Celebrating Picasso

From all I´ve read, nobody celebrated Picasso as much as he celebrated himself, but the El Paso Museum of Art has two complementary shows which do their part.
From the Nelson-Atkins museum in Kansas City, Missouri comes a large show of black and white photographs of Picasso at home and in his studio starting in the mid-50’s  by war photographer David Douglas Duncan.
Duncan met Picasso in the mid ’50s, and they immediately hit it off to such an extent that he was invited to Picasso’s summer home in the south of France and allowed to document domestic life there and later in other places. There are photos of Picasso in his bathtub,  photos with Jacqueline Roque, his current wife , and other scenes of Picasso in his studio as well as with notables such as  Jean Cocteau.
These are large well detailed prints, though it should be noted they are ink jet prints rather than  the silver prints which would have been made at the time they were photographed.  These were printed in 2013 and donated to the museum  which has sent them out for everyone’s enjoyment. For those who are interested in this more intimate view of Picasso this is a great show.
Along with these photos, the El Paso museum has put on a display of international publicity posters for Picasso shows over the decades. This has been shown before, but it makes a nice companion piece, and there are some posters I don’t remember having seen such as the poster for an Italian exhibition from the 50’s which uses as an image  ¨Guernica¨ – an amazing choice for a country which just ten years before had been  on the other side. There are posters Picasso made to promote events in the town where he lived as well as posters by galleries which were holding exhibitions of his work.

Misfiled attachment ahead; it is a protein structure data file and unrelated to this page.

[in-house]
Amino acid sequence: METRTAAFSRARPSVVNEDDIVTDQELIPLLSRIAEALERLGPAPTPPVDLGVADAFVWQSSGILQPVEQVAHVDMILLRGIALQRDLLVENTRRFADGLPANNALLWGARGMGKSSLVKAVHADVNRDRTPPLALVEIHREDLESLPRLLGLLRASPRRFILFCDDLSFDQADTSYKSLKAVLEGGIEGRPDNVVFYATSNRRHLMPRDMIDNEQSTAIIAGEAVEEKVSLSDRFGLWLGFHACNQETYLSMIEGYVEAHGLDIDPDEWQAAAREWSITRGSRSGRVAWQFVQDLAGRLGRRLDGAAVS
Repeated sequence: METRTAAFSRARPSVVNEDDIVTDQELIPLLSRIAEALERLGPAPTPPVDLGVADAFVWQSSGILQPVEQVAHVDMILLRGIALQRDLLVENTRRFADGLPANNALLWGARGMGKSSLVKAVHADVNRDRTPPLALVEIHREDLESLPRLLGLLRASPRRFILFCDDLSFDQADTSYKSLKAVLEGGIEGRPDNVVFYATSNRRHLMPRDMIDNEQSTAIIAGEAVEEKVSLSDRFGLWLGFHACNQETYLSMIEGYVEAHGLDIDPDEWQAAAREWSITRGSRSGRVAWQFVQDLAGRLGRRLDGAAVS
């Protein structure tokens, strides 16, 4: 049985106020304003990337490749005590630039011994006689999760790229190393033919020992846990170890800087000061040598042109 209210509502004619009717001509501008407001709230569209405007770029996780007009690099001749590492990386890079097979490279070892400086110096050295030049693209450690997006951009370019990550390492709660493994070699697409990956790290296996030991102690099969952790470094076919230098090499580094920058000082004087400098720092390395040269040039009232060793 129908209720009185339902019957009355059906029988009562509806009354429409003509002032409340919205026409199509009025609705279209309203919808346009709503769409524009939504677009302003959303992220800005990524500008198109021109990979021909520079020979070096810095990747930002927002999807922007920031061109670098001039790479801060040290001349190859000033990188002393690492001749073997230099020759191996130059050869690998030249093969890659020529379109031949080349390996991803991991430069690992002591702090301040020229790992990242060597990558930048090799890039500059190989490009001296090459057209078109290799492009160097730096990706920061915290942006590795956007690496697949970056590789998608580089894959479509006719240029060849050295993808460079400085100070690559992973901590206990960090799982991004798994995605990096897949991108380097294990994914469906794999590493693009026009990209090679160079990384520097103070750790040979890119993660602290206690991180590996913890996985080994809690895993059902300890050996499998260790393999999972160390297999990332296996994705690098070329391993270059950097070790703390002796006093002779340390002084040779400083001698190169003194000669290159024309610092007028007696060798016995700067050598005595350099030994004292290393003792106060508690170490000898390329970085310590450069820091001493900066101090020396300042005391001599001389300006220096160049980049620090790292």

I should mention that in the exhibit next door in the De Wetter gallery there is a Picasso print (which appears to have been printed backwards.)
Interestingly in the main hall, and seemingly unrelated to the show is a canvas owned by the museum by Francois Gilot, who, one might say, endured Picasso somewhat earlier. I don’t know if this was left up for the show as its been there awhile, but after looking at all the pictures of Picasso and Jacqueline, it’s a little nod to a previous  romance and a somewhat stormier time
-david sokolec


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